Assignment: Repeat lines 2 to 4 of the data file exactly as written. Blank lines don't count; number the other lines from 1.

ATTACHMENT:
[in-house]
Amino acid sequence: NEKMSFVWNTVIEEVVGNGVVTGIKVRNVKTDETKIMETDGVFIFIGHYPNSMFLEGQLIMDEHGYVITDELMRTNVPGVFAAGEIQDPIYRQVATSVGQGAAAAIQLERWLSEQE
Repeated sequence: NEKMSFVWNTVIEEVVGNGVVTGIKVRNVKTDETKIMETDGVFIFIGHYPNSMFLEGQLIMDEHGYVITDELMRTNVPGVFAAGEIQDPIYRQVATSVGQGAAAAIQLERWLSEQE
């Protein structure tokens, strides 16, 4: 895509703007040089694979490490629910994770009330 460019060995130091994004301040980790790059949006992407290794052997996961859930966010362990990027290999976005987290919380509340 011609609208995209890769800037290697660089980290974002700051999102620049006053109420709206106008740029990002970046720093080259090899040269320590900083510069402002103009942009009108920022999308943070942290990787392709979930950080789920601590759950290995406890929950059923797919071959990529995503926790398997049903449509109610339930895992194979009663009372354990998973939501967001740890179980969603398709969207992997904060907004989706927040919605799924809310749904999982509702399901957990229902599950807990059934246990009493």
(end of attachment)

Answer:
Amino acid sequence: NEKMSFVWNTVIEEVVGNGVVTGIKVRNVKTDETKIMETDGVFIFIGHYPNSMFLEGQLIMDEHGYVITDELMRTNVPGVFAAGEIQDPIYRQVATSVGQGAAAAIQLERWLSEQE
Repeated sequence: NEKMSFVWNTVIEEVVGNGVVTGIKVRNVKTDETKIMETDGVFIFIGHYPNSMFLEGQLIMDEHGYVITDELMRTNVPGVFAAGEIQDPIYRQVATSVGQGAAAAIQLERWLSEQE
């Protein structure tokens, strides 16, 4: 895509703007040089694979490490629910994770009330 460019060995130091994004301040980790790059949006992407290794052997996961859930966010362990990027290999976005987290919380509340 011609609208995209890769800037290697660089980290974002700051999102620049006053109420709206106008740029990002970046720093080259090899040269320590900083510069402002103009942009009108920022999308943070942290990787392709979930950080789920601590759950290995406890929950059923797919071959990529995503926790398997049903449509109610339930895992194979009663009372354990998973939501967001740890179980969603398709969207992997904060907004989706927040919605799924809310749904999982509702399901957990229902599950807990059934246990009493």